The Most Fuel Efficient Airlines in America

by Adam

A new report by the international council on clean transportation ranks the 15 mainline domestic carriers operating in the U.S. in 2010 in terms of their overall in-service fuel efficiency. This is the first such analysis done using publicly available data and adjusting for variations among airlines in business operations, networks, and scale to provide an apples-to-apples comparison:

1. Alaska Airlines
2. Spirit Airlines
3. Hawaiian Airlines
4. Continental Airlines (pre-merger)
5. Southwest Airlines
6. Frontier Airlines
7. JetBlue Airways
8. United Airlines
9. Virgin America
10. Sun Country Airlines
11. Delta Airlines
12. US Airways
13. AirTran Airways
14. American Airlines
15. Allegiant Air

Check out the full report here including measurement methodology and full statistics.

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ALCO September 16, 2013 - 11:26 am

The report doesn’t mention whether it took into account the efficiency of the fuel input itself. I’d have to imagine that the fuel that gets trucked, shipped or pipelined to AS bases in Alaska (where it runs a variety of milk-run/cargo-combi services to remote airports), costs a heckuva lot more (in terms of $, carbon emissions, etc) than fuel inputs in the lower 48. The same could be said of Hawaiian’s operations, as all fuel has to be shipped in to HNL.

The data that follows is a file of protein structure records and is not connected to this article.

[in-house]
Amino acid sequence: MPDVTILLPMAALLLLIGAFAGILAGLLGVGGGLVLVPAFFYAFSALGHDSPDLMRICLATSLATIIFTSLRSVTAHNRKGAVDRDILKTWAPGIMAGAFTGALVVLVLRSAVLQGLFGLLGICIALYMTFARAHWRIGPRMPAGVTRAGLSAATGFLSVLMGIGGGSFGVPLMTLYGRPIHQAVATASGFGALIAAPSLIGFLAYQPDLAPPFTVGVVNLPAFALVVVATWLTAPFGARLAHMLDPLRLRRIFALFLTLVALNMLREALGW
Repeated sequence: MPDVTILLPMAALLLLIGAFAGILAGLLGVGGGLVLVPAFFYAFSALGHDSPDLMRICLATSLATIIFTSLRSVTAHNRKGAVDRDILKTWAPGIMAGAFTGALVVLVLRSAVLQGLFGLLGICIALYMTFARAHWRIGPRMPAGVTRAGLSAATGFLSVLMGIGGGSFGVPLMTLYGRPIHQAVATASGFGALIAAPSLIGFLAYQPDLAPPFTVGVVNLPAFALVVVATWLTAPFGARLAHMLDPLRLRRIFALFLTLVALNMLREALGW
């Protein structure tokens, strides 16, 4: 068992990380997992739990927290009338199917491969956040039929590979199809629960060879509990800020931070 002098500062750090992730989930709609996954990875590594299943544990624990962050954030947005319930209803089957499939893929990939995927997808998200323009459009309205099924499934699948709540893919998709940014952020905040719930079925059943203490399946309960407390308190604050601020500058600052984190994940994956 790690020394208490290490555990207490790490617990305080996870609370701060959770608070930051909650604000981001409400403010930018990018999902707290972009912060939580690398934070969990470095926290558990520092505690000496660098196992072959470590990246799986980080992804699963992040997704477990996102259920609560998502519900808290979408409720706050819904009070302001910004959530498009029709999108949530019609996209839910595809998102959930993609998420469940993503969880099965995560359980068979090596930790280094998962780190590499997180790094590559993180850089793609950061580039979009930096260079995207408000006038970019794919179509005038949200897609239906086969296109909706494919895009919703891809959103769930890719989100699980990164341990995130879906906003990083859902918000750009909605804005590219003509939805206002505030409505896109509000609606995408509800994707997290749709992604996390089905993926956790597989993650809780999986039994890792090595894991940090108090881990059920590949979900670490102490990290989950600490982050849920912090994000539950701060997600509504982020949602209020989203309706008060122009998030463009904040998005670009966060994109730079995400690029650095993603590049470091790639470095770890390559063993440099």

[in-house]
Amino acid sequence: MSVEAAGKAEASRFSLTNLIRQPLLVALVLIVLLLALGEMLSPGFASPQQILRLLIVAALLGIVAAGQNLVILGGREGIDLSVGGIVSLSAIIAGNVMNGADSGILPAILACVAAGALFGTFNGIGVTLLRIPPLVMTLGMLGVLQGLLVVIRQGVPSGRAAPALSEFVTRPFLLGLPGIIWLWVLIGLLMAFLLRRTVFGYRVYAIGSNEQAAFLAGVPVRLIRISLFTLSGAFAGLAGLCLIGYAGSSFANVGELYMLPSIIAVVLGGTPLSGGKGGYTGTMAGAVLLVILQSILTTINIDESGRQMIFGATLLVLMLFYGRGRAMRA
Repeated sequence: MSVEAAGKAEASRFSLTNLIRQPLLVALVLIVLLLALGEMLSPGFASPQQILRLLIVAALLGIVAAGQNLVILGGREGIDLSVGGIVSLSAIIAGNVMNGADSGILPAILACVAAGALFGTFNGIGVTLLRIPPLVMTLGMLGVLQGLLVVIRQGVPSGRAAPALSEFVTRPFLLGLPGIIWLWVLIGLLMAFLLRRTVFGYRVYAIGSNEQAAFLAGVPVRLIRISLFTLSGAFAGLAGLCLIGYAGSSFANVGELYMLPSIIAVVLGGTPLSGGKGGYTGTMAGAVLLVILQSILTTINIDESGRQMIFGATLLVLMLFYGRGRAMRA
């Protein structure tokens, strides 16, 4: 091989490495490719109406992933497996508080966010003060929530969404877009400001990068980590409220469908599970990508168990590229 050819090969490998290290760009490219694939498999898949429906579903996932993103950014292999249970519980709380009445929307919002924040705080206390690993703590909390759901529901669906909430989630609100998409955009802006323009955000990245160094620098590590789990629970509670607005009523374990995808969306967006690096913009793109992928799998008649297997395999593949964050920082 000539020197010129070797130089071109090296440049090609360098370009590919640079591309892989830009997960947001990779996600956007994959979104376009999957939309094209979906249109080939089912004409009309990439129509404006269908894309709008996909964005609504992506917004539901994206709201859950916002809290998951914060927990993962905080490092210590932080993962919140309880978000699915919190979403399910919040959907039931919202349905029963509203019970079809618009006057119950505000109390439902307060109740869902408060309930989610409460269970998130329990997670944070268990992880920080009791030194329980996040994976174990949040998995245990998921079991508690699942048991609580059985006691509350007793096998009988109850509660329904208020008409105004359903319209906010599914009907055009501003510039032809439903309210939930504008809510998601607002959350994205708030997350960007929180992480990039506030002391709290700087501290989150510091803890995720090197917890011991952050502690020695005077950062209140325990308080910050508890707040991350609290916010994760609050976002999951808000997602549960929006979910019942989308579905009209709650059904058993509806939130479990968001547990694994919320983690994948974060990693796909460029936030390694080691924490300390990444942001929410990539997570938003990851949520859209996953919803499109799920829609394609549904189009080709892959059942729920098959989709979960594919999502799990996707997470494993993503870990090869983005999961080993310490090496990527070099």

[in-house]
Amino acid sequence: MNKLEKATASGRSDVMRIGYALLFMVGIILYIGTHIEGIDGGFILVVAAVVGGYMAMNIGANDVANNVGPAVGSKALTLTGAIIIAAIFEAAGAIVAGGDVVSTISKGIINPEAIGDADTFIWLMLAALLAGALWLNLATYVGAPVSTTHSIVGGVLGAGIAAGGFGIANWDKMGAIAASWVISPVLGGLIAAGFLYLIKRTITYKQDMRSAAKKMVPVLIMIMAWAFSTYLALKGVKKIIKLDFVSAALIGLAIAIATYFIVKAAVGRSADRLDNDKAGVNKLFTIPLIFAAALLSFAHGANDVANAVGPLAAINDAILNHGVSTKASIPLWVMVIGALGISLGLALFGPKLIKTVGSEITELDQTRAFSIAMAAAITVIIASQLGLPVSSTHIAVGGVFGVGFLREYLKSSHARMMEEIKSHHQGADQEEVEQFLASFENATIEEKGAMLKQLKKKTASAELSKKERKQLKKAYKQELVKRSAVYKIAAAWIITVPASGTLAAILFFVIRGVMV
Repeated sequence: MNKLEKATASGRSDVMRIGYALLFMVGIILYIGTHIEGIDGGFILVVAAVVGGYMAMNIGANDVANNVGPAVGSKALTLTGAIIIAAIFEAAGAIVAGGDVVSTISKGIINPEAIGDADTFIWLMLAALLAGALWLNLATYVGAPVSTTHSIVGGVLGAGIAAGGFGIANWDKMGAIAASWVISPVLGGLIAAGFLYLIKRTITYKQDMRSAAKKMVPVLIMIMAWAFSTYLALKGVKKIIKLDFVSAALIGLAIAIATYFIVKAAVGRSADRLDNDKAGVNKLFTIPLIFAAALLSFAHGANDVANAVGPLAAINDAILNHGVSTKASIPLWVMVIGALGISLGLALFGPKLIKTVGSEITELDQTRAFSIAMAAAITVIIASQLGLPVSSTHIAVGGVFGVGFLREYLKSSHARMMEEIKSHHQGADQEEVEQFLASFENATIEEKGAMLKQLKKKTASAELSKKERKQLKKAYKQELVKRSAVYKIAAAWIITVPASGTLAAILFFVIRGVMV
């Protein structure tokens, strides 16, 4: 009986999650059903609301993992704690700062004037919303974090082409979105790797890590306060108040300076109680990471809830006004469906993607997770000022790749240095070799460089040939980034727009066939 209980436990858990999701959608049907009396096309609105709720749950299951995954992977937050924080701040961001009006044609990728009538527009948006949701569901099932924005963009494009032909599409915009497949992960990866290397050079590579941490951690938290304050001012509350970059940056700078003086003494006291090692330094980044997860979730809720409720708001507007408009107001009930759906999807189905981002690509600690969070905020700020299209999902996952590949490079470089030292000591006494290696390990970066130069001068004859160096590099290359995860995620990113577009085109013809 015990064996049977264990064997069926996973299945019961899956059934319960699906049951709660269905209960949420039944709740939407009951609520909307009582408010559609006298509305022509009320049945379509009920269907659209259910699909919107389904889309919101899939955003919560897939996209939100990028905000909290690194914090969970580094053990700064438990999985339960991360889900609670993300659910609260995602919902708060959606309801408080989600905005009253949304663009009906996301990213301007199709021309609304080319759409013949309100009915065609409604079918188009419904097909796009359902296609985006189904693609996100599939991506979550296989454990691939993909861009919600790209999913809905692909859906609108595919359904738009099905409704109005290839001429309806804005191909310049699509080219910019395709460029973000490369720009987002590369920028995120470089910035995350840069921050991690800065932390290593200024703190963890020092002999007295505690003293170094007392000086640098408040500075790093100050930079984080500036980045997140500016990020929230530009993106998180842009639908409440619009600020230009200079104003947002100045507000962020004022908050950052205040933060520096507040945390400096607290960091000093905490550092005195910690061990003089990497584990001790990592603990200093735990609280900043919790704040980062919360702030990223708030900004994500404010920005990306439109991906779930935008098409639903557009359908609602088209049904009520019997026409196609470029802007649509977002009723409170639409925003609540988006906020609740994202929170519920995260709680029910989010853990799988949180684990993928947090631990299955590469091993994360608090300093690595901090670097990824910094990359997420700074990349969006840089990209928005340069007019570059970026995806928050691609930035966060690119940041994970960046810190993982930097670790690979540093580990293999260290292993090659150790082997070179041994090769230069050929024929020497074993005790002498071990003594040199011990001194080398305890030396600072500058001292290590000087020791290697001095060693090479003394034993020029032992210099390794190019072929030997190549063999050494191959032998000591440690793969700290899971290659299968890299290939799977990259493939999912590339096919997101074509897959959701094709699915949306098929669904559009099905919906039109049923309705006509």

It would be interesting to see a study that explicitly accounts for that.

scott September 16, 2013 - 10:39 pm

I just flew on Alaskan, and I’ll bet they achieved their efficiency by flying a lot slower than everyone else.

RNB September 20, 2013 - 10:35 am

The bottom line — buried well down in the report — is to get ICAO to establish a “standard” for carbon emissions from airline operations. The “standard” will eventually become a government requirement, to be enforced by a bogus “market” mechanism like the EU’s carbon emissions scheme. ICCT’s mission is to “mitigate” climate change. Any studies or policy recommendations made by them should be seen as enabling that goal.


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